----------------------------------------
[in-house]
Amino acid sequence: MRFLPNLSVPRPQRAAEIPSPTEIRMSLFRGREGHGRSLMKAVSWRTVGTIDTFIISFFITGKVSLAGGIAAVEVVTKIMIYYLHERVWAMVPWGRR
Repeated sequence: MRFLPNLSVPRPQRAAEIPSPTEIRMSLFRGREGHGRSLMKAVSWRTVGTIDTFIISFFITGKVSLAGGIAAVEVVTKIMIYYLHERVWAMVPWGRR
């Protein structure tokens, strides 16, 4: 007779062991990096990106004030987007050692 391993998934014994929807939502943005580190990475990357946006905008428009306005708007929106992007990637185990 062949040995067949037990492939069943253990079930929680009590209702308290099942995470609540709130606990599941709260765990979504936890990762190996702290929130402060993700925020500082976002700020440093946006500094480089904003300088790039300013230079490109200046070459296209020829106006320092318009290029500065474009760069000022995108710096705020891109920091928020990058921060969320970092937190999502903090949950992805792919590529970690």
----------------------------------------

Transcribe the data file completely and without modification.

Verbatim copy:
[in-house]
Amino acid sequence: MRFLPNLSVPRPQRAAEIPSPTEIRMSLFRGREGHGRSLMKAVSWRTVGTIDTFIISFFITGKVSLAGGIAAVEVVTKIMIYYLHERVWAMVPWGRR
Repeated sequence: MRFLPNLSVPRPQRAAEIPSPTEIRMSLFRGREGHGRSLMKAVSWRTVGTIDTFIISFFITGKVSLAGGIAAVEVVTKIMIYYLHERVWAMVPWGRR
């Protein structure tokens, strides 16, 4: 007779062991990096990106004030987007050692 391993998934014994929807939502943005580190990475990357946006905008428009306005708007929106992007990637185990 062949040995067949037990492939069943253990079930929680009590209702308290099942995470609540709130606990599941709260765990979504936890990762190996702290929130402060993700925020500082976002700020440093946006500094480089904003300088790039300013230079490109200046070459296209020829106006320092318009290029500065474009760069000022995108710096705020891109920091928020990058921060969320970092937190999502903090949950992805792919590529970690």